While I have various interests and talents that have me involved in numerous activities and clubs, the role which best defines me is my involvement with cheerleading. I cheer in High School and on a competitive team at Cheer Athletics which required a significant amount of my childhood to train to reach the highest competitive level. While High School cheer is mostly social, competitive cheer is my passion as it requires significant tumbling, jumping, stunting, and dance related skills that are fine-tuned over many years of training. This hard core training has taught me many important life skills that I believe will allow me to be successful in all aspects of my life. I started competing at Cheer Athletics when I was six years old as I
in 1970, my high school's only athletic team for women was cheerleading. In 1970, my high schools only athletic team for women was cheerleading. In 1970, my high schools' only athletic team for women was cheerleading. My high school had baseball, football, basketball, gymnastics, gold, swimming, and tennis teams for boys, but not for girls.
What is Cheerleading? Many may think it’s a sport that you dress up, apply makeup, slick your hair with a bow, and simply put on a smile, and yell as loud as you can to keep the crowd pumped. Cheerleading includes all those easy and pretty factors, but it is also a sport that you stunt, tumble, and jump. Jumps and tumbling may seem really easy to many people, but there’s more work done than most might think is possible. Stunting is also a major element in cheer, and that’s what really pleases the crowd, but stunting takes tons of work. What is really the secret to perfecting all these major components in cheerleading? The straightforward answer is PHYSICS! Nothing could be done in cheerleading without the use of physics. This year I was honored to be the captain of the cheerleading team in Zapata High School. We started since June in the summer to try to perfect the simple stunts needed to know before we got to the more challenging and difficult ones. This was not easy for us, we failed and failed until the 100th time, we would finally stick the stunt. I would blame this entirely on the fact that not all the cheerleaders have taken physics in high school with Mrs. Pangi. If all of the team would’ve known at least the basics of physics, we wouldn’t struggle as much in the stunting area of cheerleading. Same thing went to play as we tried to jump and tumble, it was all so hard for us. For today’s presentation and research, we all needed to know the concepts of physics dealing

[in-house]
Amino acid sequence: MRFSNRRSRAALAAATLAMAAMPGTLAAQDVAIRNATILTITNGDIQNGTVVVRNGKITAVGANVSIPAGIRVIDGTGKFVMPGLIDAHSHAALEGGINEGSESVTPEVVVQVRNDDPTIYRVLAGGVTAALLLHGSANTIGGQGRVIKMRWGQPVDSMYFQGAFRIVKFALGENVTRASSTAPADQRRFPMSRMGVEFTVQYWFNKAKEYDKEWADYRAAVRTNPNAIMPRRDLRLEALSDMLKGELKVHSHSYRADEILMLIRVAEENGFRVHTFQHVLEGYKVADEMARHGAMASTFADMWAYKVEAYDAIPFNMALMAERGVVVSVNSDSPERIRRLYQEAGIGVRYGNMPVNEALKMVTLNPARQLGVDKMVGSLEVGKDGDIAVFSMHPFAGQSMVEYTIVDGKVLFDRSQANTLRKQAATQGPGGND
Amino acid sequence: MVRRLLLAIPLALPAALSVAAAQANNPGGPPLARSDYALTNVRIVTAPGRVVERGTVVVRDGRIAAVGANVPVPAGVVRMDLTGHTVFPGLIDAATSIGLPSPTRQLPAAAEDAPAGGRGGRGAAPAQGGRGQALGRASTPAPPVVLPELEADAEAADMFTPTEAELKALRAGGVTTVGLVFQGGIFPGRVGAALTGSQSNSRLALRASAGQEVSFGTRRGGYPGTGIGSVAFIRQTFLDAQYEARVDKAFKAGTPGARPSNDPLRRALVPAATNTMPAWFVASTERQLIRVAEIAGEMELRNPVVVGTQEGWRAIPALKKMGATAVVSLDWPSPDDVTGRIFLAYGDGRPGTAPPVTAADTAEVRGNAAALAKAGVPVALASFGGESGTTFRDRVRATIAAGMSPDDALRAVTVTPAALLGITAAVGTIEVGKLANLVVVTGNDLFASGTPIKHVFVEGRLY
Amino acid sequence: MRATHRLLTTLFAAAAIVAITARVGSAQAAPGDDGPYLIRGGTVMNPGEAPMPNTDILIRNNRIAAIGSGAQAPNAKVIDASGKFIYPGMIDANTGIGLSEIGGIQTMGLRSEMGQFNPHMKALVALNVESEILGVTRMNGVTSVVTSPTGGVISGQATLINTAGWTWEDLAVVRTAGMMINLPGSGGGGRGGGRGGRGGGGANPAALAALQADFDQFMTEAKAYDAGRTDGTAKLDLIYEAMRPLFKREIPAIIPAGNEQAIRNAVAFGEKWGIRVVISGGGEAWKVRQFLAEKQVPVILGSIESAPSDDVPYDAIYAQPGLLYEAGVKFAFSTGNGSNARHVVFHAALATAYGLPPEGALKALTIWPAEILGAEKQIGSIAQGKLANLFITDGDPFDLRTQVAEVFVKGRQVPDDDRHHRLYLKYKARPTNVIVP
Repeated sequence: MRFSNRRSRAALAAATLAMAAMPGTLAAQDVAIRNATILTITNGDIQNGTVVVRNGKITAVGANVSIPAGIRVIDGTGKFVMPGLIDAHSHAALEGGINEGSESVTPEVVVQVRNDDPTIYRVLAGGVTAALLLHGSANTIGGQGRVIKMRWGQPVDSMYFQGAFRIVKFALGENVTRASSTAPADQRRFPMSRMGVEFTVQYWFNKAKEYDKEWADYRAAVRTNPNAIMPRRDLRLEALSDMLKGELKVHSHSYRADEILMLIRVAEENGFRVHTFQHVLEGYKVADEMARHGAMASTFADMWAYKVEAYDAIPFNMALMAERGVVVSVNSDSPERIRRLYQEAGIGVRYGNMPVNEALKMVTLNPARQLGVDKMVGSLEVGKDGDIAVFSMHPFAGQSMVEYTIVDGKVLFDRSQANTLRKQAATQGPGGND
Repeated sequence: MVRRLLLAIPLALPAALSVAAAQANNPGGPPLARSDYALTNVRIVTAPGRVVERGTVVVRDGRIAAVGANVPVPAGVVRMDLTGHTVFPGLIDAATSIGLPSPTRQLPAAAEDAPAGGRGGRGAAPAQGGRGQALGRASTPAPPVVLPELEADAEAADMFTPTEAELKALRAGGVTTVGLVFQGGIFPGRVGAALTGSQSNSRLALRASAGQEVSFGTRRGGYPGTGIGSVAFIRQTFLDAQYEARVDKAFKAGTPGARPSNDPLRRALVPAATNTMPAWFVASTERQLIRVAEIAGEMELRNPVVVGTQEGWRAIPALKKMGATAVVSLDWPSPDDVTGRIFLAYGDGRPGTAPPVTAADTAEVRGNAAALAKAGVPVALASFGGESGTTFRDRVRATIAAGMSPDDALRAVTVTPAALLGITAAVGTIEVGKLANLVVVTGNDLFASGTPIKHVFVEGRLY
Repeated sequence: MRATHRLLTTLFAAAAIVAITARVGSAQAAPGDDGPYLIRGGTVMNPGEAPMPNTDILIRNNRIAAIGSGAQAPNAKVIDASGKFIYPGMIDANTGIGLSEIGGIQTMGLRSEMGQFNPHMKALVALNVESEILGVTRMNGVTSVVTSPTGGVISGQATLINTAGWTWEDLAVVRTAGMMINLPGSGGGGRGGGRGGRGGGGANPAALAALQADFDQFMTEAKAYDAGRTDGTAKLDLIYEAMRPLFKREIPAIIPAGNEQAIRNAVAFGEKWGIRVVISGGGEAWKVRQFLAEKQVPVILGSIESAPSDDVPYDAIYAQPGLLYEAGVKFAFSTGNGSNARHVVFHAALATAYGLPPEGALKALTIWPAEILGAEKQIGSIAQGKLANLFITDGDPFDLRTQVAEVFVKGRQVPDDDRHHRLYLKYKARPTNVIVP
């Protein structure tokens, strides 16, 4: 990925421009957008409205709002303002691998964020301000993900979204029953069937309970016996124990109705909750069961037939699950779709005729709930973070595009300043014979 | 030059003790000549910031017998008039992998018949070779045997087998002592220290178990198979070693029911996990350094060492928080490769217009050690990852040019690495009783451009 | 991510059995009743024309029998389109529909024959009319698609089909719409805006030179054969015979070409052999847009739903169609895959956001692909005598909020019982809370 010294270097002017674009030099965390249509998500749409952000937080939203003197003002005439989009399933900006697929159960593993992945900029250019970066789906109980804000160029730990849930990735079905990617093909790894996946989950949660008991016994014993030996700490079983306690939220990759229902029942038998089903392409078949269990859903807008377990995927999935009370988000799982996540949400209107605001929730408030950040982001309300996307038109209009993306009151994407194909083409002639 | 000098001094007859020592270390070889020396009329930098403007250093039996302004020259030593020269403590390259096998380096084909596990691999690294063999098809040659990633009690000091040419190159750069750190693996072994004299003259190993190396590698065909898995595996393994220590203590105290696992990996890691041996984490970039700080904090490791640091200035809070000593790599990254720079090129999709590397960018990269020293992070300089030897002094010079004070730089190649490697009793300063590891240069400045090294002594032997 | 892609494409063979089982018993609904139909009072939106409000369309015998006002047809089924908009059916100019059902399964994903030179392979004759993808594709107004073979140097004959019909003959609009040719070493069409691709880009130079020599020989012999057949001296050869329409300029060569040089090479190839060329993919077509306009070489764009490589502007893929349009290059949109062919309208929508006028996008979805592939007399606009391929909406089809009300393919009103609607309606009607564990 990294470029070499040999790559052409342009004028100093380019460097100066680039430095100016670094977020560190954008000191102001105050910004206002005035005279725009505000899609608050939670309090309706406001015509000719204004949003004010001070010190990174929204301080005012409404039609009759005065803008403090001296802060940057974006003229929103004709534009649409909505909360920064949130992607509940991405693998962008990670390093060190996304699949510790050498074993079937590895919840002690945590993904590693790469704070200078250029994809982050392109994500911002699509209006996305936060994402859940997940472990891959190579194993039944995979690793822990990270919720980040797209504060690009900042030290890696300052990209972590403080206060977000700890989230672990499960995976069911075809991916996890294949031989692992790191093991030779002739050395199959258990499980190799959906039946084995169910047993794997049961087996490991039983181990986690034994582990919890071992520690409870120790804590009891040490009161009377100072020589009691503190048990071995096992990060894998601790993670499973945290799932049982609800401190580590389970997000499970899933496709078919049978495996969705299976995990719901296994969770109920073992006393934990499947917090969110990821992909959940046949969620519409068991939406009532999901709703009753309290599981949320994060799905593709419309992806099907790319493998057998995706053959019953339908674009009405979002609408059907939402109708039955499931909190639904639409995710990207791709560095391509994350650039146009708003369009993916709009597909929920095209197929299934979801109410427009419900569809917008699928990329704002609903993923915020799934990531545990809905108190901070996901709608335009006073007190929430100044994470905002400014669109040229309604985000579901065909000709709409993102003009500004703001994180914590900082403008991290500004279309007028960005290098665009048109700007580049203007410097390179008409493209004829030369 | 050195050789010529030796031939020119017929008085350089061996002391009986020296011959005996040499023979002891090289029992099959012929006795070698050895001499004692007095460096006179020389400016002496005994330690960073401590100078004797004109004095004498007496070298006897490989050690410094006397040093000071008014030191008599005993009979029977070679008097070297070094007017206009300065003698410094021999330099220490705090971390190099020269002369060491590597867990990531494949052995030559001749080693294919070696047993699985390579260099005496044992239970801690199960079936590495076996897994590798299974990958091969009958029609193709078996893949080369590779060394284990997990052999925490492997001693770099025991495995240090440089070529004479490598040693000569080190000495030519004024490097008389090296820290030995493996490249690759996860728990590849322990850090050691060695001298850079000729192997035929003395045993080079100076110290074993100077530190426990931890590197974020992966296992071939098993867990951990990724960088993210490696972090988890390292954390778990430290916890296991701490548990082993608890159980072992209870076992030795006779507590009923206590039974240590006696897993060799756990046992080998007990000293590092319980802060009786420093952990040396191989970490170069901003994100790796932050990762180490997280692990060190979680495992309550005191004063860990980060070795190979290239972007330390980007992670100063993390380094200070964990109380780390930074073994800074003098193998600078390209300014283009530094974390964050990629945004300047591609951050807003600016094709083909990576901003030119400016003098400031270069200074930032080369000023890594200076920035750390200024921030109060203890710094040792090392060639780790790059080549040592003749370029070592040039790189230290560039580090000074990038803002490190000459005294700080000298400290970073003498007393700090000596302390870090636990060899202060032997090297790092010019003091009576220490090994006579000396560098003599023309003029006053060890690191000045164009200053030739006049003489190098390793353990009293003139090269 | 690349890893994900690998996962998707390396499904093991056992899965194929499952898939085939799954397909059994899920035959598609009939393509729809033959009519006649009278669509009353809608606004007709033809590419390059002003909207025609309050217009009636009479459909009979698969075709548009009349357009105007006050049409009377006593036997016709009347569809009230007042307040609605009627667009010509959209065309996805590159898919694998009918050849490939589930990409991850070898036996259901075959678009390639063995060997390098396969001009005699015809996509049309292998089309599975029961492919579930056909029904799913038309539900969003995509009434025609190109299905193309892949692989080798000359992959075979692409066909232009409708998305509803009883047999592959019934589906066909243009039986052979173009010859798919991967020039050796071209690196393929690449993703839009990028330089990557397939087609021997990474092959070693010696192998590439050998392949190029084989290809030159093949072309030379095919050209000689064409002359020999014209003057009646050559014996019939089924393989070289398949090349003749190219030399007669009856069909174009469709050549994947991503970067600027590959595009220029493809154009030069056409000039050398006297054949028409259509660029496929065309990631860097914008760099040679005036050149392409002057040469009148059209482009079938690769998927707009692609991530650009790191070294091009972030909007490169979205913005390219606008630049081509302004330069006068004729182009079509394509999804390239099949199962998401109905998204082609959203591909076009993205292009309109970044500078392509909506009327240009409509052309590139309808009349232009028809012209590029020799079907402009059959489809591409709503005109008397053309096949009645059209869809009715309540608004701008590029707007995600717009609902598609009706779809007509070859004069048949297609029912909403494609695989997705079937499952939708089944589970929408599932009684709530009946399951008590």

The vast majority think about cheerleading as a feeble action that requires young ladies sprucing up in charming garbs and waving around tufts. On the other hand, cheerleading is an exceptional game that requires practice, devotion, and learning of abilities. Much the same as some other game, material science is included in cheerleading 100%. Material science is found in each and every movement and trick. Cheerleading depends on tricks, tumbling, and bounced and since material science is so included in this game it makes this game really exist.
Cheerleading is a sport that often goes unacknowledged for its athletic demands and time commitment required from its athletes. There are two main types of cheerleading today: high school cheering and competitive cheering. The main difference between the two is the amount of athleticism each athlete needs to obtain. Another difference is the time requirement for each. With both comes different financial demands and travel obligations. I feel that those who have the thought that competitive and high school cheer are the same, should truly learn about them individually, so they can see their differences. Overall, competitive cheer is dramatically more challenging and involves a higher skill set than high school cheering.